Hi ladies and gents,

I made this exercise in wich recursion has to be used and it worked as it should:

void ggd(short x, short y)
{
	short a = 0;

	if (y == 0)
	{
		cout<<"The largest common divider is: "<< x <<endl;
	}

	else
	{
		a = (x% y);
		x = y;
		y = a;
		x% a != 0 ? ggd(x, y) :cout<<"The largest common divider is: "<< a <<endl;
	}
}

int main()
{
	ggd(1147, 851);

	cin.get();

	return 0;
}

Now, I read the tutorial Dany made about this and she mentions:

Although recursion should generally be avoided, there are still algorithms which can only be solved with its use.

Wich algorithms are they, can someone give me some examples :?:
I mean, when do you really know you HAVE TO USE recursion :?:

My experience in the world of programming is very short. However, I think every recursive function can be transformed into an iterative version. But often recursive functions are easily understood(not for all though :D) and makes the code shorter. So unless you worry too much (and I mean too much) about the effieciency of your program you can adhere to the recursive solution. One thing to remember is that whether the choice is better or not depends on the problem at hand.

My experience in the world of programming is very short. However, I think every recursive function can be transformed into an iterative version.

I know, that's what Dani wrote in her tutorial aswell ;)

But often recursive functions are easily understood(not for all though :D) and makes the code shorter.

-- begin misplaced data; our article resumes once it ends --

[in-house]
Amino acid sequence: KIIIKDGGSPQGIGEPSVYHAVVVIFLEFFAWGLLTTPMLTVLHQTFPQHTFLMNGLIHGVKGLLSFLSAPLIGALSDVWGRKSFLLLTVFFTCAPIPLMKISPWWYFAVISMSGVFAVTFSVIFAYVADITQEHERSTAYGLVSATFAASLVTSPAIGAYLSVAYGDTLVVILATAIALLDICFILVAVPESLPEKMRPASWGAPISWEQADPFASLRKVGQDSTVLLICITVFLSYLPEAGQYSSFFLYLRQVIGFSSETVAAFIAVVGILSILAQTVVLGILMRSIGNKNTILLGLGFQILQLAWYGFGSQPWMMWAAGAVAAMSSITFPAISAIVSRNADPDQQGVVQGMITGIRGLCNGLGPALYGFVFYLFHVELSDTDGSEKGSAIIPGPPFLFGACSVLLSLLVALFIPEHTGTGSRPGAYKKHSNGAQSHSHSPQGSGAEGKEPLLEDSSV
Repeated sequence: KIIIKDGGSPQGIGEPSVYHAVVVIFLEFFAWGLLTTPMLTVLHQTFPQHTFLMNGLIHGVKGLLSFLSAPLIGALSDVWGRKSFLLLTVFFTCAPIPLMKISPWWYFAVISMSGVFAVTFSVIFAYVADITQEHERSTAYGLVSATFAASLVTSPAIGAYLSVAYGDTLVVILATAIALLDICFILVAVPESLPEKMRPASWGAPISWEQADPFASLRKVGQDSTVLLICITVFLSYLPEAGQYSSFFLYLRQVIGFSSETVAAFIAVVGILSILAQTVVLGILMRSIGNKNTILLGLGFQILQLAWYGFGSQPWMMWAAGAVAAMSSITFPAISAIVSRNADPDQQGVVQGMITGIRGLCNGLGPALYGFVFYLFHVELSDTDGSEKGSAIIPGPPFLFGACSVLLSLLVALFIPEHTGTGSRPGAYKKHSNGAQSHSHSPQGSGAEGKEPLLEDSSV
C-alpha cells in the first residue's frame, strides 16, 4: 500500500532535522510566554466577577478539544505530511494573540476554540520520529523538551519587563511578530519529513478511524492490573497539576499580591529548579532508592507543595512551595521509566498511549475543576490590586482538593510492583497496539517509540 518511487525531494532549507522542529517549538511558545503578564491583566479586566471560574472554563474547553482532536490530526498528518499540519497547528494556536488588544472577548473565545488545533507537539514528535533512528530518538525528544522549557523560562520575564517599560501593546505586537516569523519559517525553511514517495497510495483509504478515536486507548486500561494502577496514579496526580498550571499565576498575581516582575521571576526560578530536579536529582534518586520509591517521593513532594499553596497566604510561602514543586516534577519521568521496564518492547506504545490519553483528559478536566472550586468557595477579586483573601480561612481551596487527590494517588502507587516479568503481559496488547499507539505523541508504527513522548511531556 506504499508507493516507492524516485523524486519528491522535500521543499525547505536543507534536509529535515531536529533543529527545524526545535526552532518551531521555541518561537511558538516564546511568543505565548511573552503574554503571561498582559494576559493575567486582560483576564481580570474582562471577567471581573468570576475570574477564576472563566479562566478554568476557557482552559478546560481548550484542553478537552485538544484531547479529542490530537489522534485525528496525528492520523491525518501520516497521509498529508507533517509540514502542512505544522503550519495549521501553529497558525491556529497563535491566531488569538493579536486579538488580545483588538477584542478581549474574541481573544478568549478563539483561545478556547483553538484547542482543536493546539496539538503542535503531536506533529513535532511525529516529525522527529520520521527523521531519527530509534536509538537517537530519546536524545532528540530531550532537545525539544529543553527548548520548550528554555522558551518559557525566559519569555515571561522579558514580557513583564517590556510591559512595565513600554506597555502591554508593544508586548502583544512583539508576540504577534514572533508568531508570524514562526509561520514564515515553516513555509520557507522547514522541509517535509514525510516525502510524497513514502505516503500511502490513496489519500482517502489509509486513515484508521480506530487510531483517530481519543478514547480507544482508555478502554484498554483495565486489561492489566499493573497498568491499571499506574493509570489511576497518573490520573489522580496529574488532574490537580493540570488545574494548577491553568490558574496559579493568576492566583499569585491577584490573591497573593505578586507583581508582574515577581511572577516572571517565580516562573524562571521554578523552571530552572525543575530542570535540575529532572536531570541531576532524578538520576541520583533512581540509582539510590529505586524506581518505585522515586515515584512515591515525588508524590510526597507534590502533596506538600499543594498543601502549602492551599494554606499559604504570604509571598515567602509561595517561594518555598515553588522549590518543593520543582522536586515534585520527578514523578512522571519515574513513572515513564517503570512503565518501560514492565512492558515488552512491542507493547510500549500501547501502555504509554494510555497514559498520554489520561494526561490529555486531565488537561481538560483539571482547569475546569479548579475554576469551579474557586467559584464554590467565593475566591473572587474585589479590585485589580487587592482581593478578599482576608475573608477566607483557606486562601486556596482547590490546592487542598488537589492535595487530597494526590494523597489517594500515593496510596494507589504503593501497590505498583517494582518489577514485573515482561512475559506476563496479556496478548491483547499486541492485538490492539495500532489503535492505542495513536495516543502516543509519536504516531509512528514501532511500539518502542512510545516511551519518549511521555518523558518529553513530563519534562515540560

I understand, I wrote with this exercise also a function wich didn't use recursion and I needed to write more code then with the use of recursion :!:

So unless you worry too much (and I mean too much) about the effieciency of your program you can adhere to the recursive solution.

What do you mean by this :?:

One thing to remember is that whether the choice is better or not depends on the problem at hand.

Well that's the question I asked, when do you know it's better to use RECURSION :?:

>when do you know it's better to use RECURSION
Most of the time, binary search trees are better written with recursive algorithms. Sure, it may be a fun exercise to do them iteratively, but anything but a simple binary search tree will be dreadfully complex without recursion. I haven't met many people who are up to the challenge of writing, say, a fully featured AVL tree without recursion.

So when is it better to use recursion? It's better when you can guarantee two things:

1) Each recursive step breaks down the problem into a smaller problem of the same type.
2) Each recursive step reduces the problem significantly.

The first is a general rule of recursion. If each step doesn't break the problem down into a smaller problem of the same type, it's harder to write a recursive function and guarantee that it will terminate. The second is my personal guideline. I generally won't write a recursive function unless it divides the problem in half with each step. This way I can verify with relative ease that the algorithm will be efficient.

>when do you really know you HAVE TO USE recursion
There are no situations where you have no choice but to use recursion. Any recursive algorithm can be converted to an interative algorithm through the use of a stack. The only question is how much work it takes to do this. ;)

Thanks for the clear and informative explanation Narue :!:

>Most of the time, binary search trees are better written with recursive algorithms.
One question about this tough, could you explain what a binary search tree actually is :?:

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